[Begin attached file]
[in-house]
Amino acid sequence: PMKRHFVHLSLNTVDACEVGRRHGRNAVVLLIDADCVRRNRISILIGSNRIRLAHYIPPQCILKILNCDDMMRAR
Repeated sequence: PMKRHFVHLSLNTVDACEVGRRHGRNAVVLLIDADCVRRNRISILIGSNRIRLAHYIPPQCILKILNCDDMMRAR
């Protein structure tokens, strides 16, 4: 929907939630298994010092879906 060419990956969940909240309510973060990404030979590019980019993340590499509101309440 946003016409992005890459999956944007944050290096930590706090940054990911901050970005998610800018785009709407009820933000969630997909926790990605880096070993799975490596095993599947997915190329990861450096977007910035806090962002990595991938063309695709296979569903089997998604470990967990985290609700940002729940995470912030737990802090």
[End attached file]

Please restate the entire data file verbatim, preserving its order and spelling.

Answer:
[in-house]
Amino acid sequence: PMKRHFVHLSLNTVDACEVGRRHGRNAVVLLIDADCVRRNRISILIGSNRIRLAHYIPPQCILKILNCDDMMRAR
Repeated sequence: PMKRHFVHLSLNTVDACEVGRRHGRNAVVLLIDADCVRRNRISILIGSNRIRLAHYIPPQCILKILNCDDMMRAR
């Protein structure tokens, strides 16, 4: 929907939630298994010092879906 060419990956969940909240309510973060990404030979590019980019993340590499509101309440 946003016409992005890459999956944007944050290096930590706090940054990911901050970005998610800018785009709407009820933000969630997909926790990605880096070993799975490596095993599947997915190329990861450096977007910035806090962002990595991938063309695709296979569903089997998604470990967990985290609700940002729940995470912030737990802090």